High Court Hears Arguments In Title I Audit Lawsuits
Washington--Lawyers for the federal government told the U.S. Supreme Court last week that the Education Department's ability to recoup misspent grant funds would be "eviscerated" if the Justices uphold rulings by federal appeals courts regarding audits of Title I programs in Kentucky and New Jersey.
In both cases, Bell v. Kentucky (Case No. 83-1798) and Bell v. New Jersey (No. 83-2064), the government contends that the appeals courts improperly set aside federal auditors' findings by misconstruing regulations governing the federal program for educationally disadvantaged children.
In the first case, the U.S. Court of Appeals for the Sixth Circuit held in September 1983 that Kentucky did not have to pay back $388,000 to the government because it made a "good-faith effort" to comply with Title I's requirement that school districts participating in the program use the funds to supplement, not supplant, funds from state and local sources. The case centered on an audit of Title I funds spent in 1974 for self-contained "readiness classes" for educationally disadvantaged 1st and 2nd graders in 50 Kentucky school districts.
In the second case, the U.S. Court of Appeals for the Third Circuit ruled in December 1983 that New Jersey did not have to repay the government more than $1 million in Title I funds allegedly misspent in Newark between 1970 and 1972.
The court ruled that regulations in effect at that time specifying in which school-attendance areas Title I funds could be spent frustrated the Congress's intent in creating the program. More liberal standards set by the Congress in 1978, the court held, were the proper measure by which the state's compliance with Title I should be judged.
The Court is expected to hand down rulings in the cases in late spring.
In Lieu of Taxes
In other action last week, the Court ruled 7 to 2 that states cannot require local goverment units to distribute federal payments in lieu of taxes in the same manner as they distribute general revenue.
At issue in Lawrence County v. Lead-Deadwood School District No. 40-1 (No. 83-240) was the federal Payment of Lieu of Taxes Act of 1977, under which local governments are compensated for the loss of tax revenue resulting from the tax-immune status of federal lands located in their jurisdictions. Local government officials are authorized under the act to use the funds "for any governmental purpose."
In 1979, the state legislature passed a law requiring local governments to distribute the payments in the same manner as taxes. Under this scheme, the Lead-Deadwood school district would have received 60 percent of the federal funds.
County officials refused to distribute the money in accordance with the state law, claiming that it was invalid under the Constitution's supremacy clause, which holds that federal laws supersede state laws when the two conflict.
A state trial court agreed with the county's position. The state's high court reversed the decision, holding that because the state law requires that funds be spent for governmental purposes, and since support of schools is such a purpose, it did not conflict with the federal law.
Court's Ruling 'Flawed'
The state high court's "plain-language analysis, however, is seriously flawed," wrote Associate Justice Byron R. White for the majority.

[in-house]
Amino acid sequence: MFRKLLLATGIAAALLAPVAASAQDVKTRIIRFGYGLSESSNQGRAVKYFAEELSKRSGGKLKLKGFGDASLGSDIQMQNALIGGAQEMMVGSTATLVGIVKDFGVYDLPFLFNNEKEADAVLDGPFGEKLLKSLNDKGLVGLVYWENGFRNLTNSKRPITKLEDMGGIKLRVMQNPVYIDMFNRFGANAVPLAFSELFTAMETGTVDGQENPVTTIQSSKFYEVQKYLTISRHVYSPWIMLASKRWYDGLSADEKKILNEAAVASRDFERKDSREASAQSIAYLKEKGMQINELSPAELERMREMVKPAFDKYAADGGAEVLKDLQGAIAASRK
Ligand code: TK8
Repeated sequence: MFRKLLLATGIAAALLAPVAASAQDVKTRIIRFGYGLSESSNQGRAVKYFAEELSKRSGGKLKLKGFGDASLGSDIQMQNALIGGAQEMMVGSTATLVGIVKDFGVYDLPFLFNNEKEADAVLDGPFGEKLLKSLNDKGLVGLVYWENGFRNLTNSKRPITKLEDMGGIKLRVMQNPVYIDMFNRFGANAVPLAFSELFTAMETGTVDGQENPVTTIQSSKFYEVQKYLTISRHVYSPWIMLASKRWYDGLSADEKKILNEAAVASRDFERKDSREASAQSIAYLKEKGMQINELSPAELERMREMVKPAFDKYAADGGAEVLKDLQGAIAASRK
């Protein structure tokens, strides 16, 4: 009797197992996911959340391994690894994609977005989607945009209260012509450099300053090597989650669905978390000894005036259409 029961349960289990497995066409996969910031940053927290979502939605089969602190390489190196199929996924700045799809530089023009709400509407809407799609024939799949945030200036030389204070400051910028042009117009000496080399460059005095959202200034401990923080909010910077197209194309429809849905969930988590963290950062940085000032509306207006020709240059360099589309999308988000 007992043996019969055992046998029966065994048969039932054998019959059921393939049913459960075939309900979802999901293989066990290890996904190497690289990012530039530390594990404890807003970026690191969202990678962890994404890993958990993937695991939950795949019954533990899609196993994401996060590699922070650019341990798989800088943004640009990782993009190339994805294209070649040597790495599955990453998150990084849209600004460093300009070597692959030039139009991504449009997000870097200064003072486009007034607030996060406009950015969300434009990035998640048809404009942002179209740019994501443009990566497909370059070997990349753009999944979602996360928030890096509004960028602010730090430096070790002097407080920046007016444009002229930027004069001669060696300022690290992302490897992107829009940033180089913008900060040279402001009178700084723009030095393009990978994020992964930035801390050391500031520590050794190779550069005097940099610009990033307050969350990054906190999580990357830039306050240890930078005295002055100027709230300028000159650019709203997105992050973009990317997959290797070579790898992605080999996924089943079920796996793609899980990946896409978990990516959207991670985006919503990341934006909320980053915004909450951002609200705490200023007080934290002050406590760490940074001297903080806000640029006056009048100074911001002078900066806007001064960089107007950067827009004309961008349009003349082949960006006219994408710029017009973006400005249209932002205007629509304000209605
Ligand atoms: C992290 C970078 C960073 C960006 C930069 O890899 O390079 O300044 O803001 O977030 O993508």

The federal law, he said, "seems to say that if the local government unit chooses to spend all of the money on roads, for example, it could do so."
"Under the state law, however, that is forbidden," he continued.
In passing the act, Justice White wrote, the Congress "recognized that the costs associated with maintaining and serving federal lands were varied and unpredictable, and that local governments needed the flexibility to allocate in-lieu payments to those needs as they arose."
One cost unlikely to vary greatly as a result of the presence of federal land, he said, is that of education. "Absent elaborate and speculative calculations and budget juggling, the allocation of federal payments in the same proportion as local revenue would most likely result in a windfall for school districts and other entities that are already fully funded by local revenues," he said.
Also last week, the Court declined to review a federal appeals court's decision last July upholding a school district's voluntary practice of transferring teachers on the basis of their race to other schools to maintain racially balanced faculties. The case is Kromnick v. School District of the City of Philadelphia (No. 84-606).
In 1978, in order to qualify for federal school-desegregation aid, Philadelphia school officials agreed to adopt a racial-balance standard for teachers set by the Education Department's office for civil rights. Under that standard, the percentage of minority teachers employed in each school in the district was allowed to vary from 75 percent to 125 percent of the systemwide proportion of minority teachers at the elementary, middle, and high-school levels. Those proportions are now 42 percent, 40 percent, and 24 percent, respectively.
In 1982, the civil-rights office reviewed the teacher-assignment policy. It determined that the district was in compliance with federal regulations and stated that the district no longer needed to maintain the system to qualify for federal funds. The Philadelphia school board decided to maintain the system nevertheless, and four white teachers who were involuntarily transferred from their schools that year filed suit in federal court.
A federal district judge ordered the school district to stop using the system in January 1983, holding that it violated Title VII of the Civil Rights Act of 1964 and the white teachers' constitutional rights to equal protection under the law. The appeals court overturned that decision, holding that "a school district is competent to choose a race-conscious teacher-assignment policy to further educational goals."